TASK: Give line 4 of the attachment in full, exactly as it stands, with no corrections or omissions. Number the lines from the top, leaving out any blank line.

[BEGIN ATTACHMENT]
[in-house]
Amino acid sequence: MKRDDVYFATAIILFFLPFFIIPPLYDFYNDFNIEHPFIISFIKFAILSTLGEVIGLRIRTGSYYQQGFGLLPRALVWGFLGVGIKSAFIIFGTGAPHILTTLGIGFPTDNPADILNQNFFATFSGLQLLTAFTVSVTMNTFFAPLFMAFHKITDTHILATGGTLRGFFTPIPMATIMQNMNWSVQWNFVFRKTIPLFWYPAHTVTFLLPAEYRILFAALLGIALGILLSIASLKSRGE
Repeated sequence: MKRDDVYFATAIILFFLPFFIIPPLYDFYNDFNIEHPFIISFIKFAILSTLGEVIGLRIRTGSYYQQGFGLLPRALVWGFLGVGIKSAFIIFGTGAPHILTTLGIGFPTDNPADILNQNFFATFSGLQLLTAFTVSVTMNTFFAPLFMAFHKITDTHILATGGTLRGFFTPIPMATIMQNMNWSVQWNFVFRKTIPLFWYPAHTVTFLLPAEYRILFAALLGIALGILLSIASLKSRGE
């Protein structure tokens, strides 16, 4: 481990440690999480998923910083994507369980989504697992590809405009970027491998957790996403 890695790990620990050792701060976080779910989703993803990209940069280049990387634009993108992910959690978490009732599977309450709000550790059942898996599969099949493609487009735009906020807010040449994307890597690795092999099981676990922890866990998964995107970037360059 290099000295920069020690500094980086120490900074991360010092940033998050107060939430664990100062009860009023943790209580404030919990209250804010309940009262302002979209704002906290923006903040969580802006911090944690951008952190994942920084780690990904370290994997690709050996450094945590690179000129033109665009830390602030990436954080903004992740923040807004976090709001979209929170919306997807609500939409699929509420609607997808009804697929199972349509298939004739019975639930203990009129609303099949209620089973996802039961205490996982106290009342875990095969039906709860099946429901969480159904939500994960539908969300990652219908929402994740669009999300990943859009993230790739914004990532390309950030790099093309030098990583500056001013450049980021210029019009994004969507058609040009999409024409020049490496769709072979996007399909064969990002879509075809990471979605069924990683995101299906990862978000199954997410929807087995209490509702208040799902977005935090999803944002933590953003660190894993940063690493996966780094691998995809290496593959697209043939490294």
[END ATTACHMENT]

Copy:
């Protein structure tokens, strides 16, 4: 481990440690999480998923910083994507369980989504697992590809405009970027491998957790996403 890695790990620990050792701060976080779910989703993803990209940069280049990387634009993108992910959690978490009732599977309450709000550790059942898996599969099949493609487009735009906020807010040449994307890597690795092999099981676990922890866990998964995107970037360059 290099000295920069020690500094980086120490900074991360010092940033998050107060939430664990100062009860009023943790209580404030919990209250804010309940009262302002979209704002906290923006903040969580802006911090944690951008952190994942920084780690990904370290994997690709050996450094945590690179000129033109665009830390602030990436954080903004992740923040807004976090709001979209929170919306997807609500939409699929509420609607997808009804697929199972349509298939004739019975639930203990009129609303099949209620089973996802039961205490996982106290009342875990095969039906709860099946429901969480159904939500994960539908969300990652219908929402994740669009999300990943859009993230790739914004990532390309950030790099093309030098990583500056001013450049980021210029019009994004969507058609040009999409024409020049490496769709072979996007399909064969990002879509075809990471979605069924990683995101299906990862978000199954997410929807087995209490509702208040799902977005935090999803944002933590953003660190894993940063690493996966780094691998995809290496593959697209043939490294």